I just finished reading Gone Girl, by Gillian Flynn. If I judge by the sheer number of Amazon reviews, Mrs Flynn (Miss ??) seems to be the writer du jour. I picked Gone Girl from the Kindle Store best selling list. Boy was I not prepared for it.
It surprises me not that the rights were purchased to make a Hollywood flick. Not just any movie, either, since it’s bound to be directed by David Fincher himself, the same genius who pulled Seven, The Game, Zodiac, Benjamin Button, but moreover the absolutely cult Fight Club, whose only and mighty female character my very daughter was named after (Marla Singer, magistrally played by the mesmerizing and ever talented Elena Bonham Carter).
So back to the book. It’s a shrewd, smart, devilishly twisted and beautifully written mystery of sorts, which also happens to be a cruelly accurate and deeply dissected philosophical analysis of men/women relationship (marriage and betrayal included). A not so optimistic look it also given on how parenting profoundly affects and defines a child’s future personality. In one word, it’s chilling.
There is one paragraph in particular that sent an icy chill down my spine, and it goes like this : “There is an unfair reponsability that comes with being an only child _ you grow up knowing you aren’t allowed to disappoint, you’re not even allowed to die. There isn’t a replacement toddling around; you’re it. It makes you desperate to be flawless, and it also makes you drunk with the power. In such ways are despots made”.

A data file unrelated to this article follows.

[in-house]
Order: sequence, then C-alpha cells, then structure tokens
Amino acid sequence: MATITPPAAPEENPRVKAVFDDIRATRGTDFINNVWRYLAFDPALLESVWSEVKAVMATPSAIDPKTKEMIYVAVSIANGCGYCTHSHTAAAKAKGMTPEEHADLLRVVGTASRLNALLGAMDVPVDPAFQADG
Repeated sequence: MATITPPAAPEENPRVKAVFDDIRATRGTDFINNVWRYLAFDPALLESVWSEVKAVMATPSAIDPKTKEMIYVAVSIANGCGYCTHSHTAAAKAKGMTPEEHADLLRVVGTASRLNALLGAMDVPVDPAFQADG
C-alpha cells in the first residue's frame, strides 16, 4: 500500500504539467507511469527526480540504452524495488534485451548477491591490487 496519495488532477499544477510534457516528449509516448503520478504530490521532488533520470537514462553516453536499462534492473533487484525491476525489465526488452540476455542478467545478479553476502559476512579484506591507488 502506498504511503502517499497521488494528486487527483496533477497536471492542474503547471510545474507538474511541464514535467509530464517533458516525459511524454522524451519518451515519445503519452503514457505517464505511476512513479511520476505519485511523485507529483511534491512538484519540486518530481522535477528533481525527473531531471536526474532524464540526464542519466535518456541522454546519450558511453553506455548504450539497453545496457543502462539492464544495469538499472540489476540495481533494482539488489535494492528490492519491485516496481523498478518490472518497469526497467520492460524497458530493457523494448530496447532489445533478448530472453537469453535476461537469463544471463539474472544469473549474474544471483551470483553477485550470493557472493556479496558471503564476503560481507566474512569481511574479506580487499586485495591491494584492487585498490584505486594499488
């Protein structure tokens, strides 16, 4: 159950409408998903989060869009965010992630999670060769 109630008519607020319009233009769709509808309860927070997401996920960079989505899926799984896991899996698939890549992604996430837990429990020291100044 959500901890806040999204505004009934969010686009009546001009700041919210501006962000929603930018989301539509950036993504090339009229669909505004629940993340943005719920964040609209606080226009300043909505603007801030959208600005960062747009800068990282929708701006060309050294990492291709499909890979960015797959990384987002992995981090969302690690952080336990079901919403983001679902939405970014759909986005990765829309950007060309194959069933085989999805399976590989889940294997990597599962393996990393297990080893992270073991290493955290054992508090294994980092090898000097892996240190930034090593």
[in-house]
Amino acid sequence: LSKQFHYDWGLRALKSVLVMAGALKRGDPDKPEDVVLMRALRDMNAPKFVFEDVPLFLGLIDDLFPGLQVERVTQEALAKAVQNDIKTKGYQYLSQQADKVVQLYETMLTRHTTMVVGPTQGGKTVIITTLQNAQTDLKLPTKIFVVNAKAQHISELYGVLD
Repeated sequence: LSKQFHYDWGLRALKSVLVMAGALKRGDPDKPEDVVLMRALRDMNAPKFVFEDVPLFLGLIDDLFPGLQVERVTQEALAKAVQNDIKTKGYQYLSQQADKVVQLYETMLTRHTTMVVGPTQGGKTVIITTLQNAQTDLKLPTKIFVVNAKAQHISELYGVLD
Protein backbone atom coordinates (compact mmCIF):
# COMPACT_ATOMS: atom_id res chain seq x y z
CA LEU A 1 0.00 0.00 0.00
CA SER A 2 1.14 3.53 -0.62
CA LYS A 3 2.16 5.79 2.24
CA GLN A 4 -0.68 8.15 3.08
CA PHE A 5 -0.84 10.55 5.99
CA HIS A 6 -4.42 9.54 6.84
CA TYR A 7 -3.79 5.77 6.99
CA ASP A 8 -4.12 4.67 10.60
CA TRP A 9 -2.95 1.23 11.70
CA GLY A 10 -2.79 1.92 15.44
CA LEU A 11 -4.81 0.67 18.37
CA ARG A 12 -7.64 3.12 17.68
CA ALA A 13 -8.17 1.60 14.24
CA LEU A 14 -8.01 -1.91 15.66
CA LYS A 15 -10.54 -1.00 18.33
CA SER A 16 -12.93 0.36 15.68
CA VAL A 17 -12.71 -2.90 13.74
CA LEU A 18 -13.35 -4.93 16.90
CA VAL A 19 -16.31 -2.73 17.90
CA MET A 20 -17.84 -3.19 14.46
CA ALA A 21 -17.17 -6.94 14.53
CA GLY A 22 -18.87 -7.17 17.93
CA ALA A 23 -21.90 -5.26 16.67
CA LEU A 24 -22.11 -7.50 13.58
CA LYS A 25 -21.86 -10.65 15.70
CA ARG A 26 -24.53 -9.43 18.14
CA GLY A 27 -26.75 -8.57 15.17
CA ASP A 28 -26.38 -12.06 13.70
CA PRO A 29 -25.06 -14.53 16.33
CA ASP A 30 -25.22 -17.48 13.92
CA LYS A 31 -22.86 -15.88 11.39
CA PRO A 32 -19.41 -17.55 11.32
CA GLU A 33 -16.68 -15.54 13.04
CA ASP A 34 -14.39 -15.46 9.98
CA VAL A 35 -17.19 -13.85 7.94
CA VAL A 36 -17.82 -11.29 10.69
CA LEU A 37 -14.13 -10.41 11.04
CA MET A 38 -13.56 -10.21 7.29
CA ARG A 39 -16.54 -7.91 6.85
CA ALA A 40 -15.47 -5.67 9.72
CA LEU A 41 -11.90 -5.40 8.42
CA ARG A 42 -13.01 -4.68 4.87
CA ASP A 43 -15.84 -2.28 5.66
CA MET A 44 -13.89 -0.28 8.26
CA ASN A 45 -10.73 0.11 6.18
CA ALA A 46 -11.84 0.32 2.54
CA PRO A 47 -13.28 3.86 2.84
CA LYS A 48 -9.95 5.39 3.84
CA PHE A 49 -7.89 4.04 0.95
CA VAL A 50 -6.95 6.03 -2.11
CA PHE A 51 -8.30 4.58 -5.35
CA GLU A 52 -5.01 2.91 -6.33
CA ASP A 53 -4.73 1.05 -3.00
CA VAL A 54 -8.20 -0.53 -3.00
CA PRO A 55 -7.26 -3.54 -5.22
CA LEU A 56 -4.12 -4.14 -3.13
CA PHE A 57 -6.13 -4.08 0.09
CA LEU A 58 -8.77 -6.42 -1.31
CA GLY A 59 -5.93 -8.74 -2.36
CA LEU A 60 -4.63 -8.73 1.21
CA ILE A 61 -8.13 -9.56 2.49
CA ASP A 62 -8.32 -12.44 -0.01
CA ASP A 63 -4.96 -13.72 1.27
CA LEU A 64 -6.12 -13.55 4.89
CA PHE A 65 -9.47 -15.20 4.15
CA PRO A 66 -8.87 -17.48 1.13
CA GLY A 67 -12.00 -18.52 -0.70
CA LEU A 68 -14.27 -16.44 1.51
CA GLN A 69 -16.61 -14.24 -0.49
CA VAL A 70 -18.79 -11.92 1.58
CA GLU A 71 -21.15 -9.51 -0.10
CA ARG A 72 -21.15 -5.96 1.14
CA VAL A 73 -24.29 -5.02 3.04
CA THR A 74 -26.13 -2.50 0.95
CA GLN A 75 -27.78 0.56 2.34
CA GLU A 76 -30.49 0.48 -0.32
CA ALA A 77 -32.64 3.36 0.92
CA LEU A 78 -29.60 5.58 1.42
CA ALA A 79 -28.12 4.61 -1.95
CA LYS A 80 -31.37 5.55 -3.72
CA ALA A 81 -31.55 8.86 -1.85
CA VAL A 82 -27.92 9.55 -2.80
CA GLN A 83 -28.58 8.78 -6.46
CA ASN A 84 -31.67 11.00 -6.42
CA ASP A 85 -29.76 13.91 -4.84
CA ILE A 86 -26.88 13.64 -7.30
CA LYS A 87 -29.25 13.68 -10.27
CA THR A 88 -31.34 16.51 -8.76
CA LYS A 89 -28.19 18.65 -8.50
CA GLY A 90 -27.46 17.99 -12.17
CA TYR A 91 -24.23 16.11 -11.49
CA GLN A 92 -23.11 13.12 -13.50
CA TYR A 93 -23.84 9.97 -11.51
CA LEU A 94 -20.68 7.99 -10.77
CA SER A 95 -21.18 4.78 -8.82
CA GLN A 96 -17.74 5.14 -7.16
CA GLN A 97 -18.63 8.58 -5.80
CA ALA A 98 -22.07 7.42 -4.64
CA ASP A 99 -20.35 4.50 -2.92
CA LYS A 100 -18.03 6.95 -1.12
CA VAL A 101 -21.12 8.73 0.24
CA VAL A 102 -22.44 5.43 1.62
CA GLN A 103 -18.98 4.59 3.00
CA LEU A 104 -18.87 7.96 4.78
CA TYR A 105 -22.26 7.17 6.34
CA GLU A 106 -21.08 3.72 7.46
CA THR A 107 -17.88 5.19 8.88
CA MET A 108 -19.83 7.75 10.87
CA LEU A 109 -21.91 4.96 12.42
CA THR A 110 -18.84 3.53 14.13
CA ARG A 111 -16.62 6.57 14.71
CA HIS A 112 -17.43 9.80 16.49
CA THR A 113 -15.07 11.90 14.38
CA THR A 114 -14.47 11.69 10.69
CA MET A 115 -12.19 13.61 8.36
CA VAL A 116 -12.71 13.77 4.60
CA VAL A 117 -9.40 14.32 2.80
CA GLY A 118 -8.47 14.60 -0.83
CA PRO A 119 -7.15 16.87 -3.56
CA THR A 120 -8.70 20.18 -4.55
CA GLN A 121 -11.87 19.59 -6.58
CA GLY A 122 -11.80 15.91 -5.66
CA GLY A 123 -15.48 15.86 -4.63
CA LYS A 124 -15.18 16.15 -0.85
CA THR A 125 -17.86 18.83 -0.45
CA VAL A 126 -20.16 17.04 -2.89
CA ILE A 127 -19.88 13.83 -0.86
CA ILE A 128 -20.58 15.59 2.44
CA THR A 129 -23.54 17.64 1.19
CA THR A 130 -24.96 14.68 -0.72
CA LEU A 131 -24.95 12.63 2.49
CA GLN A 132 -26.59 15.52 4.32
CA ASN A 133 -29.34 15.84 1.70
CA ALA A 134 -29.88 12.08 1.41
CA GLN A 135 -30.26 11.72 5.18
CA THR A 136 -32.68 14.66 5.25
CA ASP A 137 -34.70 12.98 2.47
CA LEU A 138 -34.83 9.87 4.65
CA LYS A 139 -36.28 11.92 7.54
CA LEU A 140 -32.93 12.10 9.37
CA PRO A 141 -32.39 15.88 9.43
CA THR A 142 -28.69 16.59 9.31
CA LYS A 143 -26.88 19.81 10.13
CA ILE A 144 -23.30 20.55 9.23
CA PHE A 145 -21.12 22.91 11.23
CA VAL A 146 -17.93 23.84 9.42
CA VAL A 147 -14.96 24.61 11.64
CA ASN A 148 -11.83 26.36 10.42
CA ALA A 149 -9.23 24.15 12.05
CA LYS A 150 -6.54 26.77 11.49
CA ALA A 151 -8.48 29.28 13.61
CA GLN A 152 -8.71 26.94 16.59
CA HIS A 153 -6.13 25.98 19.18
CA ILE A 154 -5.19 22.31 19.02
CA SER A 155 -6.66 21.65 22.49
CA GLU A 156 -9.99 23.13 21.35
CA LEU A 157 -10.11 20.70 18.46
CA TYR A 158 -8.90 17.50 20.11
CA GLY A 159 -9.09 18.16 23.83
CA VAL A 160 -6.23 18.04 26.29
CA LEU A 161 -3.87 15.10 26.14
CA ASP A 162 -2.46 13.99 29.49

I thought it went well with the picture of Marla above. And it made me reflect, me who have two sister and was raised lovingly, if a little as an accessory by my very busy parents sometimes (they did what they had to, but had more important stuff to worry about than their kids. As long as we were fed, bathed and clothed, our emotional well being could wait). As parents my husband and I are not like that. Our lives do revolve around our only child. And yes, it makes it tricky for her, as for us. I don’t want to raise a despot for sure. Yes she has shown abilities to become one if allowed to. And it’s been our fault, of course. Finding the perfect balance between listening, support, guidance and discipline ain’t easy. Not easy at all.
So otherwise I encourage you to read the book. It’s sleek and clever but not only on the surface. It’s also genuinely well written, brilliantly crafted, and deeply thought provoking (if more than once scaring and not all that optimistic). It reflects a lot on how we fall in, and out of, love, and how it has more to do with us than with the other end of the equation. How we do not so much love the other for him/herself, but rather for how they make us feel and see ourselves. Oh how all love stories are somehow self centered, including those involving our children.
Given how clever and twisted the three fourths of the book are, it was almost impossible for the author to pull a solid, credible end. So the last part gets a little sketchy and really unlikely, but I’ve enjoyed most the book so much I’m really to forgive that small flaw, and recommend it wholeheartedly anywyay.